Fork height


8 replies to this topic
  • MaddogYZ

Posted October 16, 2008 - 09:11 AM

#1

Hey guys some background on my suspension setup. I bought my 05' used and the guy had the forks slid about 10mm up in the clamps and my sag was at 100mm. I wasn't very happy with the turning, it would tip in and then not want to lean any further to cut sharp turn unless I got way up on the seat and rode really aggresively. I set the sag at 92mm and the bike turned very sharp but the rear end was extremely light and all over the place and in general the bike didn't feel balanced.

I slid the forks back to flush and now it handles like it did originally, read not very well. Common sense tells me to set the forks 5mm high and test it, which I will, but would like to hear some of you guy's setup. I may have to compromise on a happy medium and just live with the heavy handling but would like to hear you suggestions.

Thanks

  • YamaLink

Posted October 16, 2008 - 09:48 AM

#2

First, reset sag at factory spec of 3.9 to 4.1. This will get rid of the skipping and hopping, and improve traction and plushness a bit.

Then put your forks back to factory height, or, 10mm less then where they were when you bought the bike.

Now adjust to preference. I would start by going 3mm on the forks at 4.1 sag, or put the sag at the lower end of the range - 3.9, and see how you like it.

Each complete turn of the rear spring is about 3mm. Six mm is about 1/4 inch.

I'm sure others will have great input. You're not that far off from a balanced ride.

  • MaddogYZ

Posted October 16, 2008 - 10:45 AM

#3

Thought the manual spec was down to 90mm or 3.5"? I actually like the rear suspension action much better at 92 than at 100. At 100 it was to soft and would do this weird hop/twist when hitting a g-out, kinda scary actually. Traction was amazing in the mud though and would hook up on anthing and suck every little bump. At 92mm of sag the suspension firmed up and is much more controlled when ridden fast and still sucks up the rocks and roots adequatly.

  • dazzabb

Posted October 17, 2008 - 02:12 AM

#4

Maddog,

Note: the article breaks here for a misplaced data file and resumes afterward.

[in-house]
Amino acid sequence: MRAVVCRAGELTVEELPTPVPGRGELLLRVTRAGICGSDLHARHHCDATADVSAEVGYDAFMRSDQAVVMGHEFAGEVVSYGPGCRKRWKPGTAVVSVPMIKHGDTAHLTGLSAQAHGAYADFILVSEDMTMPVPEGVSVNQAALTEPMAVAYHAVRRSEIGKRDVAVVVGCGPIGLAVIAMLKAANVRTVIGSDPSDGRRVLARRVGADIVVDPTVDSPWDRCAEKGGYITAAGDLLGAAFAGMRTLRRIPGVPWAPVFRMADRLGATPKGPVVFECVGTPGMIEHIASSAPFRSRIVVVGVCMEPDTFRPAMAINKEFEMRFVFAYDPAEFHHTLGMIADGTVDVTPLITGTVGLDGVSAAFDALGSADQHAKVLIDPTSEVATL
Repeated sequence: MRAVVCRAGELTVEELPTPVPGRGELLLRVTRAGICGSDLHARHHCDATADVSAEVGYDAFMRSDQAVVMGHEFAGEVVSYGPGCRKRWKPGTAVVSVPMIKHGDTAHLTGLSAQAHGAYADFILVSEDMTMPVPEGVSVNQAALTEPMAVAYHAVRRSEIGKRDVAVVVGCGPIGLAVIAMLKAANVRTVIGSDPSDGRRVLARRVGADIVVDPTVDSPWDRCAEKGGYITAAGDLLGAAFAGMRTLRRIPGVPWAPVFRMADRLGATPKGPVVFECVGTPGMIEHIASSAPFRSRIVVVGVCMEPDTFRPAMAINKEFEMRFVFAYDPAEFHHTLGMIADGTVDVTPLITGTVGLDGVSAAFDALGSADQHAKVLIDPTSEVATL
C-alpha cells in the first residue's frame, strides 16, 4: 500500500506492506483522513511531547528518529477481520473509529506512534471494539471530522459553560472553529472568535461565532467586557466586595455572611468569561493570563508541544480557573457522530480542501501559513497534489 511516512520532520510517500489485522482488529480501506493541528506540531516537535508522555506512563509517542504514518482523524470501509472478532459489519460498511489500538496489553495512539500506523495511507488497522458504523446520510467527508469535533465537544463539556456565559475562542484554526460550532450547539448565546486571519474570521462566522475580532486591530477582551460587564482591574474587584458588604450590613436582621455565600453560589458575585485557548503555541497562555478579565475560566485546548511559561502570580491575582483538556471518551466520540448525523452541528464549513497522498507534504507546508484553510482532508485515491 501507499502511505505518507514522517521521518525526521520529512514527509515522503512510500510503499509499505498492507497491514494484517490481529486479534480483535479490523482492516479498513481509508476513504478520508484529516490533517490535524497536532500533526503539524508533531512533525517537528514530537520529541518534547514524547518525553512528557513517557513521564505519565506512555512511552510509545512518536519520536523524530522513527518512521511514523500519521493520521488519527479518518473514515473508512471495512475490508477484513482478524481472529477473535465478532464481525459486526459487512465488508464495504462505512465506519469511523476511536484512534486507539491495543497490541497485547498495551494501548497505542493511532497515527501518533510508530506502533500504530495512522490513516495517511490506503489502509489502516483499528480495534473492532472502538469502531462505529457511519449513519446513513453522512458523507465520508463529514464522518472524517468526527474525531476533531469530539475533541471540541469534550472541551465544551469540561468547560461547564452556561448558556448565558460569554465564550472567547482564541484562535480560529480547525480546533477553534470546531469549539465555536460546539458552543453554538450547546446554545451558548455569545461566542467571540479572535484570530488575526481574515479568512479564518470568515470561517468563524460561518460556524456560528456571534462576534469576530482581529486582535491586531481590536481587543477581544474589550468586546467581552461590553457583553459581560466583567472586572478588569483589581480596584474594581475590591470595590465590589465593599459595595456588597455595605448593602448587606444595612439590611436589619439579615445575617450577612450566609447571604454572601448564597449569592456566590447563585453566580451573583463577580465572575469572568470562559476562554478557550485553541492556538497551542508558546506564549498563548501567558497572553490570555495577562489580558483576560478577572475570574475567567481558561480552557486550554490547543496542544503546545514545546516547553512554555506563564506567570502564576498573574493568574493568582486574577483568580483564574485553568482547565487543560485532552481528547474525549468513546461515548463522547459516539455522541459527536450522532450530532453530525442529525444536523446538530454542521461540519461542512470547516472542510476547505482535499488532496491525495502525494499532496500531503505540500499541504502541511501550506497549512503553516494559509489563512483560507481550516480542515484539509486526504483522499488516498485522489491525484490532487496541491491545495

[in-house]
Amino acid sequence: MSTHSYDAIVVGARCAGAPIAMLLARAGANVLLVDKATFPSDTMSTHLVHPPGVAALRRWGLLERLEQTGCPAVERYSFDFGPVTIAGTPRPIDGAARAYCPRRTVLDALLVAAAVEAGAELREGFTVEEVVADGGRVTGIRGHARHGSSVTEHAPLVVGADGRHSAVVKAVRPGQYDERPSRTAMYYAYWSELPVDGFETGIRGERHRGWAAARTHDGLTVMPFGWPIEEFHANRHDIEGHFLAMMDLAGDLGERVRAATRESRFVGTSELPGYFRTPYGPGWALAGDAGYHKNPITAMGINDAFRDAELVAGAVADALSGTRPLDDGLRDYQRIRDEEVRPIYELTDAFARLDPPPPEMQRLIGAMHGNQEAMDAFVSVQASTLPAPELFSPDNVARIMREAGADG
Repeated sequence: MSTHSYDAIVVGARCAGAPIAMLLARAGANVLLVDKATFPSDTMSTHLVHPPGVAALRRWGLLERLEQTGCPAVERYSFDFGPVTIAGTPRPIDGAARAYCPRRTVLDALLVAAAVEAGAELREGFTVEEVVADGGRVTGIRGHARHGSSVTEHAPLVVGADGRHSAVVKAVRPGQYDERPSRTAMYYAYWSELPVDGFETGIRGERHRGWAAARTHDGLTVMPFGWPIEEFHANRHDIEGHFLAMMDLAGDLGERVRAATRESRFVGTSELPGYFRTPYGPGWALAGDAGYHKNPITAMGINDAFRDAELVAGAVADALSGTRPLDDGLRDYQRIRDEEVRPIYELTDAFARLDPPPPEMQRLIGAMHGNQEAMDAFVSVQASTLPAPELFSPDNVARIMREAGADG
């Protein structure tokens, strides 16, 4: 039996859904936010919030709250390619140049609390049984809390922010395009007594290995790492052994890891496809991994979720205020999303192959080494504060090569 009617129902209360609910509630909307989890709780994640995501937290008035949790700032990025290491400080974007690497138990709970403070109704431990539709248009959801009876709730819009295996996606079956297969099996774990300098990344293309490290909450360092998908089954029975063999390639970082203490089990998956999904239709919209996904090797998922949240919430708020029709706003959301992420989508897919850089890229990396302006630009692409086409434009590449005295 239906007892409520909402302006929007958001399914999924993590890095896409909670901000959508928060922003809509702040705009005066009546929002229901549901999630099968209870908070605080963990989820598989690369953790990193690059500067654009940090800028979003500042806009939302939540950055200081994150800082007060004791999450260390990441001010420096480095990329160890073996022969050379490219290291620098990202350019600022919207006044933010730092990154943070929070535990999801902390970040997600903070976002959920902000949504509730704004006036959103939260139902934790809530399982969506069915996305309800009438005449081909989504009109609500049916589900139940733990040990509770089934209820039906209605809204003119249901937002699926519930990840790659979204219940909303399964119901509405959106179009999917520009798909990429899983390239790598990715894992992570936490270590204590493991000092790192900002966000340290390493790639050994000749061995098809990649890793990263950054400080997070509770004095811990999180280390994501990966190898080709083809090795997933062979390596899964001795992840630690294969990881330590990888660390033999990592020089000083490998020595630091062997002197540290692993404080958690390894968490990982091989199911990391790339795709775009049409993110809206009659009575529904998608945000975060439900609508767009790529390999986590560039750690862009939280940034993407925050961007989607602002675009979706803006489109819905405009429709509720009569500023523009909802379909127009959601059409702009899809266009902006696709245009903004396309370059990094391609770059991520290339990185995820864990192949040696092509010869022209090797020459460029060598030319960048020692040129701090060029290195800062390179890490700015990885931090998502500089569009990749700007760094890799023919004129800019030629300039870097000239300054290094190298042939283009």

Whats your static sag?
If its say 30mm, try running it a bot more 35mm, that will soften the rear end a little and make it less skittish as it wont be quite as firm.

As you are running quite a bit of preload at 92mm I would also increase the shock rebound damping by a few clicks to compensate for the higher spring tension.

As you say you will have to compromise, on my 05 I run 100mm rider, 30mm static with forks 10mm thru the yokes, but theres no getting away from the fact that its a top heavy bike. Like this it turns pretty well but can get a bit "flappy" on the rough stuff at higher speeds, but for my riding conditions this is the best compromise........

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  • tribalbc

Posted October 17, 2008 - 06:16 AM

#5

Maddog,

Whats your static sag?
If its say 30mm, try running it a bot more 35mm, that will soften the rear end a little and make it less skittish as it wont be quite as firm.

..



I actually found quite the opposite. With the stock 5.5 spring ( I weigh around 195 ) with 100mm race sag I had 45mm of static. I went down to a 5.4 spring and I now have 15mm static with 100mm race sag.
What a difference :worthy:
No more rear hop, plush and doen't wallow in the mud and sand.
Amazing in the roots and rocks and still doesn't bottom at the track :D
I run my forks 10mm up in the clamps with 0.48 springs and 100mm oil level.


My setup works awesome in the woods but it sounds like you're looking for more of a Supermoto setting?????

  • dazzabb

Posted October 17, 2008 - 07:50 AM

#6

Tribalbc - I guess we all have different outlooks, set-ups that work for us.

It's each to their own, but with 15mm of static sag on you bike and 100mm race sag, its telling you your spring rate is too soft - but who am i to tell you if it feels good.:D

  • tribalbc

Posted October 17, 2008 - 08:05 AM

#7

I've always been a believer in 15-25mm static sag for offroad. Yes I like a slightly softer spring.

  • MaddogYZ

Posted October 17, 2008 - 02:10 PM

#8

Tribalbc - I guess we all have different outlooks, set-ups that work for us.

It's each to their own, but with 15mm of static sag on you bike and 100mm race sag, its telling you your spring rate is too soft - but who am i to tell you if it feels good.:D


My static sag was 30mm with the race sag at 100. With spring cranked down to 92mm my static was 17mm. So what I did last night was set the race sag at 94 to get a little more squat out of the rear suspension and slid the forks up 10mm. I'll be riding tomorrow to see how it rides. I think your right though and I'll never be able to kid rid of the heavy feeling and make it like my YZ250 was.

  • Just_a_trail_rider

Posted October 17, 2008 - 09:57 PM

#9

I had my suspension done AGAIN and its finally right. The WR450 needs a revalve like fish need water.

I ride with the forks up a bit in the clamps and the sag set to about 90 before I put my gear on. Slow down the fork rebound until it sticks in the turns. It will never fall into turns, but it will stick.

go counter clockwise 1 or 2 clicks on the rear rebound. Counter clockwise one clear on rear compression.

You rear should settle down a bit.




 
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